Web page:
If there is no emergency system, the projectionist must know whether he can by-paSS the main power amplifier. Some voltage amplifiers deliver several watts output, enough to drive the stage horns in an emergency. The projectionist must know how to feed this limited amount of power around the power amplifier to the stage horns without wasting any of it.

There are several makes of sound equipment in common use. Moreover, each make has a number of models. As a result, the number of possible combinations is almost infinite. To discuss each would take a good siZed book. Yet, all of the procedures could be summed up in the end by stating that each is nothing more than a systematic, sensible check backed by a thorough knowledge of the equipment.

To make final corrections and adjustments, and for exacting maintenance, the services of the service specialist are invaluable. The servicer is equipped with the finest tools, test films, and test apparatus that money and skillful engineering can supply. He has a special film which together with an accurate output meter enable him to make exacting adjustments of the optical system. He has accurately recorded and calibrated test films for making frequency response and power handling tests. Each film and each track is designed to give the data wanted quickly and accurately. With these, there is no need to guess as to whether the curve meets Academy specifications at every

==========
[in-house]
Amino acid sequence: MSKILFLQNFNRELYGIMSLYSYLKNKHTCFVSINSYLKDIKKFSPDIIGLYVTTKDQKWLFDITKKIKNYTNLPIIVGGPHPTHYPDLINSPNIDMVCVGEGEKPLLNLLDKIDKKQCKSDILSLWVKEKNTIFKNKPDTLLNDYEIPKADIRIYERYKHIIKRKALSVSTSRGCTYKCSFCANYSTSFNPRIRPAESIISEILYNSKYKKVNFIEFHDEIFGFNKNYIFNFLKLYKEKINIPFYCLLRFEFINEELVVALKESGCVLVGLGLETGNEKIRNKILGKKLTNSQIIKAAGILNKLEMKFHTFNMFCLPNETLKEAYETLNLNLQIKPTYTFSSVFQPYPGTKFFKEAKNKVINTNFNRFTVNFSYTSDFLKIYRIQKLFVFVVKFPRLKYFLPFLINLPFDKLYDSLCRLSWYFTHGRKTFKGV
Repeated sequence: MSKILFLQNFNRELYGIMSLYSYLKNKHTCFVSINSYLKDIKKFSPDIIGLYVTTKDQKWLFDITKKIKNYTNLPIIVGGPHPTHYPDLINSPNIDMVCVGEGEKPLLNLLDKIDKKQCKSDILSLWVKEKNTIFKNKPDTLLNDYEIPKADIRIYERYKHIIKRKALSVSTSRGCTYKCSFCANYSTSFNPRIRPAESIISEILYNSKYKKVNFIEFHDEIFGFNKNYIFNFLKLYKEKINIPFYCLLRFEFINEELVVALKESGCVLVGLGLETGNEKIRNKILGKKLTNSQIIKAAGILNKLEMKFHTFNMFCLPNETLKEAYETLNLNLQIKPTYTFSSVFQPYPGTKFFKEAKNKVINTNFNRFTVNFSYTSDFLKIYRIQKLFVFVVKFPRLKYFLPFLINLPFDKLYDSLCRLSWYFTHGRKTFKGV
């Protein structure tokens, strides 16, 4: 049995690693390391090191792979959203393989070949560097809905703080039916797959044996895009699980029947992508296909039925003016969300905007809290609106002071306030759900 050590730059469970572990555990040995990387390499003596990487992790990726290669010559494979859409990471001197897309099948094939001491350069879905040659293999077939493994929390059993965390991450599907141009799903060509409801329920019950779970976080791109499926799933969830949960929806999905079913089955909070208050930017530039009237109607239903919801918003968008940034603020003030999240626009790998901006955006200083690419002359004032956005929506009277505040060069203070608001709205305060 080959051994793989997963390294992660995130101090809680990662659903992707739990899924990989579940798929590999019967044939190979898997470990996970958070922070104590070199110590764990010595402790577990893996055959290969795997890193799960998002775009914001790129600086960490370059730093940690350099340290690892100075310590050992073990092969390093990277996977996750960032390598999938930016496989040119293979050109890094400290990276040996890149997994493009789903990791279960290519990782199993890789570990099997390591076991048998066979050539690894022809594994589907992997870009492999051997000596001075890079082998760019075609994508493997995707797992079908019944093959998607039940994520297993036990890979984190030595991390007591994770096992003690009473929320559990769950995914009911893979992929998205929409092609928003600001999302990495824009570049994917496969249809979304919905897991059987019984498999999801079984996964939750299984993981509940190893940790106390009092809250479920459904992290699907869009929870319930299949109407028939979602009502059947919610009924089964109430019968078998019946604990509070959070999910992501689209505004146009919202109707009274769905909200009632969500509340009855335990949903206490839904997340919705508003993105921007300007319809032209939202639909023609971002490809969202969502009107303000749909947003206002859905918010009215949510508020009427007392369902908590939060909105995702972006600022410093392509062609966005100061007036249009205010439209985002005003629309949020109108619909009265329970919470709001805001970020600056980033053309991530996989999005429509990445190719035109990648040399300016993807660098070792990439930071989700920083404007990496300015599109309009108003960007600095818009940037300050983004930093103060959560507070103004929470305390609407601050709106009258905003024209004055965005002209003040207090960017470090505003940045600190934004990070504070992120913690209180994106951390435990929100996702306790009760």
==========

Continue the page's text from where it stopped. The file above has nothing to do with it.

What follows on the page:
THE PORTABLE EMERGENCY SOUND SYSTEM consist of an amplifier. phototube equalizing network, sound changeover switch. and an assortment of adaptor cables. Photolubes plug into adaptors A and B which. in turn, are inserted into soundheud phototube housings. The system, accordingly, lay-passes everything between film and stage loudspeakers, enabling the setvicer to get to the trouble quickly.







1947-48 Theatre Catalog, 6th Edition, Page 485